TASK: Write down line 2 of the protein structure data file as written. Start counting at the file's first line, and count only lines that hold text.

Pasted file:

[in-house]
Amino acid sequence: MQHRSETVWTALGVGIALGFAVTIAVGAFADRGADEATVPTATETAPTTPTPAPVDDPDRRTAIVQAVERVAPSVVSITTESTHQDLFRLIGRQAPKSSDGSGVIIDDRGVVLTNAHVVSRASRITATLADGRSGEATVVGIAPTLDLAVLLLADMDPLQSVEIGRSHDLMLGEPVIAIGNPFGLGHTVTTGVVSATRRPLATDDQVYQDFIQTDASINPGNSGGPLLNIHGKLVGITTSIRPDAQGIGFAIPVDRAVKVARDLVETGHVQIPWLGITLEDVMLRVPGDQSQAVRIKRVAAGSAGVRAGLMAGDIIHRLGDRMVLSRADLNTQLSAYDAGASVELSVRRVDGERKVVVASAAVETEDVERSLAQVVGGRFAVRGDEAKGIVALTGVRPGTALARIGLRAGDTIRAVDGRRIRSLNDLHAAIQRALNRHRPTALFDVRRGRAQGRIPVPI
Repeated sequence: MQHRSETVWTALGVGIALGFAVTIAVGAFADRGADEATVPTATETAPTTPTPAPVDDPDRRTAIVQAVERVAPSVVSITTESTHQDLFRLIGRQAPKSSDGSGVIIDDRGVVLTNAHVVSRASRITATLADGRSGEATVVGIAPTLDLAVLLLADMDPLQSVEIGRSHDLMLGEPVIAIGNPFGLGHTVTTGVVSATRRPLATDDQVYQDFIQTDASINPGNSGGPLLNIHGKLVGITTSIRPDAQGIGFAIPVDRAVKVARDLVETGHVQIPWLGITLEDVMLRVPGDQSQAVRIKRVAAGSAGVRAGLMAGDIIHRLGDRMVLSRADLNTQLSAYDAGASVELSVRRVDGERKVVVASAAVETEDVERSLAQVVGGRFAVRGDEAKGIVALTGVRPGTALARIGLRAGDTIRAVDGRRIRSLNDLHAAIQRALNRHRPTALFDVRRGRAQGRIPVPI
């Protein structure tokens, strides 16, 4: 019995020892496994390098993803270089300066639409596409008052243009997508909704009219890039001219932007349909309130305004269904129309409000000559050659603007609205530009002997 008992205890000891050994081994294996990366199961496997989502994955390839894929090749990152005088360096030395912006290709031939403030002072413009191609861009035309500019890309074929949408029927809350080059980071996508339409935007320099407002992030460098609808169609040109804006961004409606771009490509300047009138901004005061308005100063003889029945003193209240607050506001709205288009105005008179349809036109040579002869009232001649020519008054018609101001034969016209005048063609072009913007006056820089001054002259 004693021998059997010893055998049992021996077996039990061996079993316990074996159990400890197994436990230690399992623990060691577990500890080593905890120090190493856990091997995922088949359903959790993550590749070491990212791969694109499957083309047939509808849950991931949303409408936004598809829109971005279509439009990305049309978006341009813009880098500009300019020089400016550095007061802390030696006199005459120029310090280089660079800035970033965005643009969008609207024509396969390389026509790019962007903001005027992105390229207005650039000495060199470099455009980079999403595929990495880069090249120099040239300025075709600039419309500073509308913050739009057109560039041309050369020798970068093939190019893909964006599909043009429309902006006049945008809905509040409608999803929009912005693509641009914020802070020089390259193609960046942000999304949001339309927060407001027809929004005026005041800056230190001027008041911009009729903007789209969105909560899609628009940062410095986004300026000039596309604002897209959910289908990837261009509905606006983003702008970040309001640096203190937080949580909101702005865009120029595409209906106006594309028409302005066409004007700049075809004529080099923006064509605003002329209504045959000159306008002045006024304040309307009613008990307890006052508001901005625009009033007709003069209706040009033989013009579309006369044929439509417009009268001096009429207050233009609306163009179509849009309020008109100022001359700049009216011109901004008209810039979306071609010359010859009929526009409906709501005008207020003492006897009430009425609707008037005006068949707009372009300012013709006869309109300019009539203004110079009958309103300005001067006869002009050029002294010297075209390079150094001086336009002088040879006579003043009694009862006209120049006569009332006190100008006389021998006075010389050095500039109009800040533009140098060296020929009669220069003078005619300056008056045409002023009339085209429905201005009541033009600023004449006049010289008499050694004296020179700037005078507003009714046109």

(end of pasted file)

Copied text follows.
Amino acid sequence: MQHRSETVWTALGVGIALGFAVTIAVGAFADRGADEATVPTATETAPTTPTPAPVDDPDRRTAIVQAVERVAPSVVSITTESTHQDLFRLIGRQAPKSSDGSGVIIDDRGVVLTNAHVVSRASRITATLADGRSGEATVVGIAPTLDLAVLLLADMDPLQSVEIGRSHDLMLGEPVIAIGNPFGLGHTVTTGVVSATRRPLATDDQVYQDFIQTDASINPGNSGGPLLNIHGKLVGITTSIRPDAQGIGFAIPVDRAVKVARDLVETGHVQIPWLGITLEDVMLRVPGDQSQAVRIKRVAAGSAGVRAGLMAGDIIHRLGDRMVLSRADLNTQLSAYDAGASVELSVRRVDGERKVVVASAAVETEDVERSLAQVVGGRFAVRGDEAKGIVALTGVRPGTALARIGLRAGDTIRAVDGRRIRSLNDLHAAIQRALNRHRPTALFDVRRGRAQGRIPVPI